100% Renewable Commitments, Part 2: Key Strategies for Success

In our last blog post, we discussed the growing trend towards communities committing to 100% renewable energy, and why this is becoming a common climate action strategy. In this post we will discuss the key strategies that will allow communities that have made this commitment to see success.

The Roadmap to 100%

The strategies and steps that communities and businesses can take to commit to 100% renewable energy will inevitably vary by the geographic area, policy and regulatory environment, and flexibility in approach. There are, however, a set of established steps that are recommended to consider when starting towards this ambitious goal:

  • Don’t forget about efficiency

Alongside pursuing renewable energy, it is recommended to reduce actual energy consumption as much as possible. For local communities, this may look like energy audits and retrofits in publicly-owned facilities, as well as loan and grant programs that encourage private building and home owners to make upgrades and retrofits. The impact that building codes have on efficiency should not be overlooked—where possible, setting prescriptive building standards and/or “beyond code requirements” that require new buildings, or buildings with major upgrades, to be built to a certain level of efficiency will ensure that as the community grows, its energy consumption may grow at a slower rate. While at times the upfront cost to implement energy efficiency projects can be very high, having a lean and efficient building portfolio will require less renewable energy overall to offset the energy usage. Supporting energy efficiency measures also provides secondary benefits to both communities and individual building and home owners, such as lower energy costs in the long-term. It should be noted, however, that renewable energy projects tend to have a quicker impact on emissions and climate action strategies than energy efficiency programs, which tend to take longer to implement and result in significant change.

  • Begin small generation projects, and grow these over time

Communities and companies that own many physical assets, such as buildings, landfills, and parks, may have the opportunity to make productive use of these assets via roof-top and ground-mounted solar, small-scale wind, and geothermal systems. These projects may generate enough energy to offset electricity consumption for publicly-owned facilities and municipal activities. Over time, as more energy uses are transitioned to electricity (see below), these assets can expand to allow for additional power generation. However, it should be noted that though this piecemeal approach may be more politically palatable and easier to implement, small-scale renewable energy projects are generally more expensive (over the long-term) to implement than larger, utility-scale renewable energy projects.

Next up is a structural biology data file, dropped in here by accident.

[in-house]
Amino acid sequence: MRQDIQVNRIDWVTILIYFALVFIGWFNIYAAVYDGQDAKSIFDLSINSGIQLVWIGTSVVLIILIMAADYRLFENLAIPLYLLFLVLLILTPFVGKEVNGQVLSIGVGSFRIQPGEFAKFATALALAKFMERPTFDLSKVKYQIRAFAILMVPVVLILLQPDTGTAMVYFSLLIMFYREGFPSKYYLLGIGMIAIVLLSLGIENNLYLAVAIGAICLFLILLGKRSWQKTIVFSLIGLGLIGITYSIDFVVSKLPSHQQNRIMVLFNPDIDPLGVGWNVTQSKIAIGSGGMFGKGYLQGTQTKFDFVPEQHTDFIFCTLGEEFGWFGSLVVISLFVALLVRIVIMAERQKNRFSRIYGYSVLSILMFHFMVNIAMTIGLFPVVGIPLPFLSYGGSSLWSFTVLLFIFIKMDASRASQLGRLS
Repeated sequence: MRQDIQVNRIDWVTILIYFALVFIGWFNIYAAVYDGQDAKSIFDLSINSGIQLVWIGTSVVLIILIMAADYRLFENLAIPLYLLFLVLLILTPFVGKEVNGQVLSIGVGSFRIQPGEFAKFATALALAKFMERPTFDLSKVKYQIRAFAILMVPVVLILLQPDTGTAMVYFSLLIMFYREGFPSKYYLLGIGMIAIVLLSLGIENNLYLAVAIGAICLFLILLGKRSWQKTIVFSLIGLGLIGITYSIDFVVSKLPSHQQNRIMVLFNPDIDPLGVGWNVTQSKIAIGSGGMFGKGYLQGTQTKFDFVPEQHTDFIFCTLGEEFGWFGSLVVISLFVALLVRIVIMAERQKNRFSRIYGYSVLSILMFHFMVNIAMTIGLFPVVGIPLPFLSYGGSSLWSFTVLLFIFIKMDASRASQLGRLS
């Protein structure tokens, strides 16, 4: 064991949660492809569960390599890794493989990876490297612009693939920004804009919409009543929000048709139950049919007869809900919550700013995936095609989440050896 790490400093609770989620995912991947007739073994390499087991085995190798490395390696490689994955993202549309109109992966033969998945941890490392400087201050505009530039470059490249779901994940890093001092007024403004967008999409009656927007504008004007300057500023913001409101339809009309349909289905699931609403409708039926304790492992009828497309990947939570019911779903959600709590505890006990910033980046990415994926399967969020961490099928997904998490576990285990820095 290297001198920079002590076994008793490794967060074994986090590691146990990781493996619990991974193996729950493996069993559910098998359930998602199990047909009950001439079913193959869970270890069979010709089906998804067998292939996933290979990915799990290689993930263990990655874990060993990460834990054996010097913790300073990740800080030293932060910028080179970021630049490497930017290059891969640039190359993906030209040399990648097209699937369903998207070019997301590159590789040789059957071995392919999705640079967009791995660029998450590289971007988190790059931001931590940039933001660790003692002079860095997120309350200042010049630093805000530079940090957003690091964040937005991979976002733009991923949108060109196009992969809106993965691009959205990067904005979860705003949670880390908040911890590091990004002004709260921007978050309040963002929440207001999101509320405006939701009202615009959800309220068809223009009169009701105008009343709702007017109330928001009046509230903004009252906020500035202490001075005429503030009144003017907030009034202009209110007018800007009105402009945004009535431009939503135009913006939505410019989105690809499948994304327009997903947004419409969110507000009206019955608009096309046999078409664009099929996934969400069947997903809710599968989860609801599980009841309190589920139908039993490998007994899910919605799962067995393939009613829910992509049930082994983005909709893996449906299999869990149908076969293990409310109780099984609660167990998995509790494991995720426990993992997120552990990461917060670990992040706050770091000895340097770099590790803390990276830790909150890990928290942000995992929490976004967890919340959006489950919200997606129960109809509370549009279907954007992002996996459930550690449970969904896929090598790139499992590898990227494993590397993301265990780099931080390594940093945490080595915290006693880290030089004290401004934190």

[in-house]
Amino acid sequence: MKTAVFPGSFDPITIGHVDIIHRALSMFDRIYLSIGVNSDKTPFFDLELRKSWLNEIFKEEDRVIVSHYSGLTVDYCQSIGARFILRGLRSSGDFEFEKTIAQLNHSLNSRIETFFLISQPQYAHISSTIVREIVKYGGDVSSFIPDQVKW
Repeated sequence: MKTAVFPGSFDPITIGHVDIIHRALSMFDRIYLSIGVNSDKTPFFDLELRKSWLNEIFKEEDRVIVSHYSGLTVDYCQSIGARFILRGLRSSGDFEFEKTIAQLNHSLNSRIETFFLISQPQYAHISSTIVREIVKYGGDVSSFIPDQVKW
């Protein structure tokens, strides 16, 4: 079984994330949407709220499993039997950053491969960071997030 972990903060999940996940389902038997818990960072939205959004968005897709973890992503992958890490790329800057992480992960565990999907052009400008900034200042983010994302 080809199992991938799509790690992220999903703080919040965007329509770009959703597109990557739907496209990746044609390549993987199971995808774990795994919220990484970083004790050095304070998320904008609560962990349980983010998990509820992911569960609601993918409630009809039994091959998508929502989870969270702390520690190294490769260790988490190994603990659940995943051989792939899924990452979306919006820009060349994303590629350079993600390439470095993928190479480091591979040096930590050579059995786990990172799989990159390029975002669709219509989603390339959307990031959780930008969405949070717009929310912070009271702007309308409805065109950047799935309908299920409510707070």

• Transition away from non-electric fuel uses

Once the grid begins to be powered by more renewable energy, its potential to impact emissions from traditionally non-electric sources in the stationary and mobile sectors grows. By electrifying energy-consumption sectors that traditionally are not powered by electricity, we allow for the possibility that these sectors can be powered by renewable energy. Many communities that are striving towards 100% renewable energy in all sectors are considering the importance of electrifying the heating of buildings, encouraging or mandating a switch to all-electric vehicles in city fleets and for the public, and of switching other equipment as necessary to electricity. As the mix of fuels, and therefore the emissions levels, that power grids across the country can vary widely, this strategy is most effective at reducing emissions and advancing a community’s climate action strategy when they have access to a greener grid that is powered by renewable and low-carbon resources.

  • Communicate and collaborate

The importance of collaborating with the local utility and wholesale power providers, with local businesses and companies that have a renewable generation goal, and with non-profit organizations that are focused on bringing renewables to market, cannot be overlooked. By engaging a variety of stakeholders in the discussion, opportunities may be presented that previously were not feasible—perhaps a closed landfill can be an ideal site for a community solar array, or a partnership with a local university and renewable generation company can allow for technological research and development while providing power to a community.

Achieving 100% renewable energy is a noble and challenging goal, and the specific approach for each community will look different. If your community or business is interested in going 100% renewable for electricity or all energy sectors, please reach out to us, as we would be happy to help you develop a plan that is tailored to be effective for your unique community and goals